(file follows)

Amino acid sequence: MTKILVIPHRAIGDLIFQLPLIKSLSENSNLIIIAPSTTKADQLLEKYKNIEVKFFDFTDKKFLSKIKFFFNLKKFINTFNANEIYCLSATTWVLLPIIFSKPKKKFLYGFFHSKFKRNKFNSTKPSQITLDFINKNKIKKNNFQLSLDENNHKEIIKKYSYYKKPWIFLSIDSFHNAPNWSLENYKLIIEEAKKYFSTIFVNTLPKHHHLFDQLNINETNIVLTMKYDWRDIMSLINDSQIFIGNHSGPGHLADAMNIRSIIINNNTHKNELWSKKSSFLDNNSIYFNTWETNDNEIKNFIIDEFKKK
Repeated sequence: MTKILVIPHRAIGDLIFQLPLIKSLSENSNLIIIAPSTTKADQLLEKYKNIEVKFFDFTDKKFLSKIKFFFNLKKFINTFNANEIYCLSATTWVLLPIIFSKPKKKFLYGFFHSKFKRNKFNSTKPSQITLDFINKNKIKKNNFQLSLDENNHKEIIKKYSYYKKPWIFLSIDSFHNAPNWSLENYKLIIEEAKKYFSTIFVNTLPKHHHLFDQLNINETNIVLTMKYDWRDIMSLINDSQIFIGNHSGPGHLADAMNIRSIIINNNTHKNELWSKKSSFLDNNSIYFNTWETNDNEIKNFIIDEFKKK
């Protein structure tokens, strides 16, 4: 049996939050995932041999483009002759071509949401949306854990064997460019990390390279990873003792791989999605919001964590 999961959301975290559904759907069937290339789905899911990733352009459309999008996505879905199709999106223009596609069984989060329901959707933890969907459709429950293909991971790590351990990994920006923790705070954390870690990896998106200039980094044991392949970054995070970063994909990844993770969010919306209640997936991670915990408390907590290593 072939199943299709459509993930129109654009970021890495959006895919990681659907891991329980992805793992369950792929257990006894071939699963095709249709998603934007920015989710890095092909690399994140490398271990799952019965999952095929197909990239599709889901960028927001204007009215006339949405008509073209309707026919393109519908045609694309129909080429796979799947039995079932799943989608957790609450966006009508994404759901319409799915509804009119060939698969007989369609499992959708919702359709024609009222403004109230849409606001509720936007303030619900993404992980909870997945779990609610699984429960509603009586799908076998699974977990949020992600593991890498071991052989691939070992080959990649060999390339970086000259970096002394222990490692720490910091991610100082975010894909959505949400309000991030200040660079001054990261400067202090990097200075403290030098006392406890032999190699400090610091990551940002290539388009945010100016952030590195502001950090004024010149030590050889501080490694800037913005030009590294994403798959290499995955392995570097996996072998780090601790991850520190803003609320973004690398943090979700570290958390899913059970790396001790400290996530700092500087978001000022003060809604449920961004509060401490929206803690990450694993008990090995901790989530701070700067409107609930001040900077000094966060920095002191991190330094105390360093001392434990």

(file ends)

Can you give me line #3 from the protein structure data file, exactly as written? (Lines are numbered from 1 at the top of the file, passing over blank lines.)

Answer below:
């Protein structure tokens, strides 16, 4: 049996939050995932041999483009002759071509949401949306854990064997460019990390390279990873003792791989999605919001964590 999961959301975290559904759907069937290339789905899911990733352009459309999008996505879905199709999106223009596609069984989060329901959707933890969907459709429950293909991971790590351990990994920006923790705070954390870690990896998106200039980094044991392949970054995070970063994909990844993770969010919306209640997936991670915990408390907590290593 072939199943299709459509993930129109654009970021890495959006895919990681659907891991329980992805793992369950792929257990006894071939699963095709249709998603934007920015989710890095092909690399994140490398271990799952019965999952095929197909990239599709889901960028927001204007009215006339949405008509073209309707026919393109519908045609694309129909080429796979799947039995079932799943989608957790609450966006009508994404759901319409799915509804009119060939698969007989369609499992959708919702359709024609009222403004109230849409606001509720936007303030619900993404992980909870997945779990609610699984429960509603009586799908076998699974977990949020992600593991890498071991052989691939070992080959990649060999390339970086000259970096002394222990490692720490910091991610100082975010894909959505949400309000991030200040660079001054990261400067202090990097200075403290030098006392406890032999190699400090610091990551940002290539388009945010100016952030590195502001950090004024010149030590050889501080490694800037913005030009590294994403798959290499995955392995570097996996072998780090601790991850520190803003609320973004690398943090979700570290958390899913059970790396001790400290996530700092500087978001000022003060809604449920961004509060401490929206803690990450694993008990090995901790989530701070700067409107609930001040900077000094966060920095002191991190330094105390360093001392434990």